What Is A Career In Campus Ministry Like?
"I have always been interested in the spiritual lives of college students. In my college years I participated in some important religious groups and the leaders had a significant influence on my formation as a spiritual and ethical person. What is available in various forms of campus ministry and what does it take to get there?"
asked by Terry W from St. Louis, Missouri
The role of religious institutions and groups with college students and colleges and universities has always been an important one. There are several ways one could participate in leadership, depending on the form of ministry involved.
If the university is religiously affiliated it most usually has its own office of the chaplaincy and religious life. It handles these things internally. So, for instance, if you are a part of a private liberal arts college affiliated with a denomination they customarily have an office of the chaplain. This person is responsible for relating to the students and faculty of the school, providing religious services and other meaningful programming. Very often this person is the source of wise council for members of the community seeking guidance. A chaplain in a larger college very often coordinates student volunteers and participates in other committees of the institution. In many cases the chaplain is also a professor, taking on both roles as a part of a whole ministry. In these cases the required credential would be one determined as standard by that faith tradition. Of course, if this is a shared academic position then academic requirements would also apply.
In the case of state universities campus ministry usually takes the form of duly recognized ministries that have been vetted by the school.
For instance, the standard religious organizations of the denominations or faith bodies are provided space or purchase space adjacent to campus. There you would find the various houses or foundations affiliated with those traditions: The Baptist Student union (Baptist), Lutheran Student Union (Lutheran), Newman Center (Catholic), Hillel Center (Jewish), Wesley Center (Methodist), etc. All of these organizations have approaches to campus ministry internal to their own traditions. They also establish the kind of credentials expected for their religious leaders. Often these standards are the same that they would expect of any clergy person serving in any other ministry.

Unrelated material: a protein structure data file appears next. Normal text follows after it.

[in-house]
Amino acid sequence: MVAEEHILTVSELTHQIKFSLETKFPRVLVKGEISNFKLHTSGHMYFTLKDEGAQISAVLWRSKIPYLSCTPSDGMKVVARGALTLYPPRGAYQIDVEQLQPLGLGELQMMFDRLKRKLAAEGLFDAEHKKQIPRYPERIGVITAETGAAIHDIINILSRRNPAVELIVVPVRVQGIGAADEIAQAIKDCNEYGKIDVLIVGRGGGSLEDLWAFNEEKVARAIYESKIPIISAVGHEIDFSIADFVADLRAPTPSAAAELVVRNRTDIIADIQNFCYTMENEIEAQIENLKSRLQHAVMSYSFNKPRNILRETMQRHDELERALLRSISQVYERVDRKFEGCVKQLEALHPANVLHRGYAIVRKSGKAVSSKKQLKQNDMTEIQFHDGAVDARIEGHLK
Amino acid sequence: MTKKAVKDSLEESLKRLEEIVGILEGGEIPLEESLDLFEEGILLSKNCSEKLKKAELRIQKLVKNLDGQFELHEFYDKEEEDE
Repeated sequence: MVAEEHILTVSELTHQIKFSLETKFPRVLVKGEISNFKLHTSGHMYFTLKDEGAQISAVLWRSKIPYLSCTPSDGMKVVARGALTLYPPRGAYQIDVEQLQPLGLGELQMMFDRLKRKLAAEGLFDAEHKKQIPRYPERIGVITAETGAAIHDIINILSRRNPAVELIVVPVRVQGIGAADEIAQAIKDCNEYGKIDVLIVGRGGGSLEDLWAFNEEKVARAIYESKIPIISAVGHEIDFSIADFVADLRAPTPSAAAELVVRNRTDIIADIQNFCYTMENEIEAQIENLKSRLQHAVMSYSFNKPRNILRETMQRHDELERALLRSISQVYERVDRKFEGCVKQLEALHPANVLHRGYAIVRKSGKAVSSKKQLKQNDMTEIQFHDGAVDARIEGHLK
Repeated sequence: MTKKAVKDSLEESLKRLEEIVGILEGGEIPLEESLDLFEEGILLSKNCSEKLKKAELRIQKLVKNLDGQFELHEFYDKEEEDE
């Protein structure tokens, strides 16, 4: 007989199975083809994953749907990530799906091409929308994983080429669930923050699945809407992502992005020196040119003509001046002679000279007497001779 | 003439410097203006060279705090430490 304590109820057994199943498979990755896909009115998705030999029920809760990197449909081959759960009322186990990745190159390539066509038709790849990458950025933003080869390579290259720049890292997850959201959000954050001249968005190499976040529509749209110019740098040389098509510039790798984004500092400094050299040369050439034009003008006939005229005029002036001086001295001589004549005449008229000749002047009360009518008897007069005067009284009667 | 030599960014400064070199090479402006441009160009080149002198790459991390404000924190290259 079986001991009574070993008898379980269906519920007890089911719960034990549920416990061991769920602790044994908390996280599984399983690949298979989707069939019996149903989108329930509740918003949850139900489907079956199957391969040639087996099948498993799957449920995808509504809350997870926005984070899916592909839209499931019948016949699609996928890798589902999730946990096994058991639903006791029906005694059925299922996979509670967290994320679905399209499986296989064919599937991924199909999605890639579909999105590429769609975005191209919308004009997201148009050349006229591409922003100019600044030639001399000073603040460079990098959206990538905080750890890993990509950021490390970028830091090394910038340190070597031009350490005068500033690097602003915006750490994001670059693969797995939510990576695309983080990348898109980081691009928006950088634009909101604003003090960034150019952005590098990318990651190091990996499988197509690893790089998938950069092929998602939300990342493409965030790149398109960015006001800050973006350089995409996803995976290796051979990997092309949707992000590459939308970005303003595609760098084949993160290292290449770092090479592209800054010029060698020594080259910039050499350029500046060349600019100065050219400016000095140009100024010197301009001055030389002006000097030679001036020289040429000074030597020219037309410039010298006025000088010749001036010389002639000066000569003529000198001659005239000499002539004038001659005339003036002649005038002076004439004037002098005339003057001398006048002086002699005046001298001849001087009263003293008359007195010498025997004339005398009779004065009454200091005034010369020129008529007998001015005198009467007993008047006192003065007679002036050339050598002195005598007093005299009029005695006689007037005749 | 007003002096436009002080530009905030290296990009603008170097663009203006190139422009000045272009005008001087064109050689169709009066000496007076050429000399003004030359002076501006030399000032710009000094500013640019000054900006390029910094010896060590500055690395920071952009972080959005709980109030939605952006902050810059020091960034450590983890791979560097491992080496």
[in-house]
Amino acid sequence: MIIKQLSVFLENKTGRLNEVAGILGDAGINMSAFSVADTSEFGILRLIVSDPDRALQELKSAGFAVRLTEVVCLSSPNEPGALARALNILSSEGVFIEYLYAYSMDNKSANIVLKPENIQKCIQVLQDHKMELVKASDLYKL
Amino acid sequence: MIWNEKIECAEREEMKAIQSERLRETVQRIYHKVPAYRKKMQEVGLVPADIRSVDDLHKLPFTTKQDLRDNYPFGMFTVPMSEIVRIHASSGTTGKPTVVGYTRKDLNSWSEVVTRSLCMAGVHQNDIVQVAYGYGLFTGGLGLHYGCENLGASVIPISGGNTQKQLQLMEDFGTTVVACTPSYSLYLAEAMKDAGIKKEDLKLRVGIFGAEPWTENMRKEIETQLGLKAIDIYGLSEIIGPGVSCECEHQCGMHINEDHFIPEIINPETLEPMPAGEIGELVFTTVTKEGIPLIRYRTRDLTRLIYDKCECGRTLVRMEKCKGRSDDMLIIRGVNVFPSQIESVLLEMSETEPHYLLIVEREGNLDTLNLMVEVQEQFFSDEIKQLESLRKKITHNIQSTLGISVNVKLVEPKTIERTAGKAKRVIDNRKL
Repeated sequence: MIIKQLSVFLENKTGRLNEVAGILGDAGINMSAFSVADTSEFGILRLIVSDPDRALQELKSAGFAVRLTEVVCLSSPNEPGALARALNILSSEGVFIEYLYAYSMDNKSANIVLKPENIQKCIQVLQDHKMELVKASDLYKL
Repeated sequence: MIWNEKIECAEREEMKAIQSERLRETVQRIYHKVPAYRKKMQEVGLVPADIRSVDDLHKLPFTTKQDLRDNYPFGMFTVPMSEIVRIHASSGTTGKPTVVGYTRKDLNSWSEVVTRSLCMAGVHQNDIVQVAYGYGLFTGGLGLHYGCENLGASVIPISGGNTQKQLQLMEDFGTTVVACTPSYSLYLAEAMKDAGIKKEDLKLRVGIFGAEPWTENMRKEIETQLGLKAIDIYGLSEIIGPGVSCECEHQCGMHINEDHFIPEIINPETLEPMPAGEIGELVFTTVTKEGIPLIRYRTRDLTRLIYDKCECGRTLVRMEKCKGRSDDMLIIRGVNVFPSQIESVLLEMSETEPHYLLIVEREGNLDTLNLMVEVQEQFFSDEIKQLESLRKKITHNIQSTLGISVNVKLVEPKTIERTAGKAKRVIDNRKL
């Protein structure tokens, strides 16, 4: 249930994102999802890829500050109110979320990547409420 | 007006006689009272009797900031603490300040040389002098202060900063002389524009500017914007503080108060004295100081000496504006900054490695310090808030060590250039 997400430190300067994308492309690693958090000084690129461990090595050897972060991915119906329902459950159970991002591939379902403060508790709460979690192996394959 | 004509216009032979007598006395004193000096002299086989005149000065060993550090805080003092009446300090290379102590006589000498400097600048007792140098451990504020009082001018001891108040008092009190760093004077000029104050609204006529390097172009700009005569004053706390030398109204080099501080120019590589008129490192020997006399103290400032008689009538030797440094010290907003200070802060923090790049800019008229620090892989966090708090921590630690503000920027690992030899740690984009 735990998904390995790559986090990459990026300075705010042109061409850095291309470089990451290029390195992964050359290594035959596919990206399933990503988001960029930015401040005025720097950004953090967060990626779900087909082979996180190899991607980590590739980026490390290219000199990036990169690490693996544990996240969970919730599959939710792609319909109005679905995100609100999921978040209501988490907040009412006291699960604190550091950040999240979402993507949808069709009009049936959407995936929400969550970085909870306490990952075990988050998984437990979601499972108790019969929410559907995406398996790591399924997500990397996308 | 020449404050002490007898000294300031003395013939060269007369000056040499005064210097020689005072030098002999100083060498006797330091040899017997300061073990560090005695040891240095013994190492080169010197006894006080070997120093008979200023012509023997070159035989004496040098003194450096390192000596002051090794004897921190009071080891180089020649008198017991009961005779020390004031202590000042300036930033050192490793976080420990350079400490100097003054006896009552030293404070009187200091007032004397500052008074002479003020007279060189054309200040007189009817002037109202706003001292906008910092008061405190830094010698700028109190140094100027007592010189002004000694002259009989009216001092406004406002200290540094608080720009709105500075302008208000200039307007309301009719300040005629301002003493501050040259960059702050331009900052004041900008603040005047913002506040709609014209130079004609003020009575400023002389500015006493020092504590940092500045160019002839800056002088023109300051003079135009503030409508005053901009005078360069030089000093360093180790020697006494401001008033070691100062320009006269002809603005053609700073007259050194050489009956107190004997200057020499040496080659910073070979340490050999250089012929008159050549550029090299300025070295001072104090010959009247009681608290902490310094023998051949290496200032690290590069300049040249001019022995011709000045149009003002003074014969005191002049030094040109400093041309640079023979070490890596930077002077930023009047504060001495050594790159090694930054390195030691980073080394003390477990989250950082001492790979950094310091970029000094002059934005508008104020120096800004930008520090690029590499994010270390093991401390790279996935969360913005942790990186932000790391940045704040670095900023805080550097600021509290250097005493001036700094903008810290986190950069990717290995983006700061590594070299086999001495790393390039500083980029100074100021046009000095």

Another variation of campus ministry at state universities is the Ecumenical Campus Ministry. This is a coalition of several denominations that come together to provide one ministry. Its support comes from the many denominations and its outlook is decidedly ecumenical, stressing Christian unity. The campus ministers in these ecumenical campus ministries generally reflect the model and standards of ministry of the participating denominations.
The other form of campus ministry is the para-church model, such as Campus Crusade for Christ. This is an organization that is national in scope and establishes chapters at different colleges and universities. They tend to be more evangelistic and have a stronger mission to convert students. Their standards and practices are established by their national mission and the credentials for leaders are generally determined and provided by the organization itself – as opposed to, say, expecting a seminary degree or ordination.
If you are a member of a religious organization already you would be wise to explore the options through your religious body itself. That will provide the surest pathway to a form of ministry. If not, you might contact an ecumenical campus ministry and inquire with one of the ministers about the right way to proceed.
Another model of campus ministry is an older one, namely, that local congregations provide support to college students through their own programming, attracting students, supporting them, establishing classes and fellowship groups. These efforts are usually staffed by local clergy and lay persons who have a passion for this form of ministry.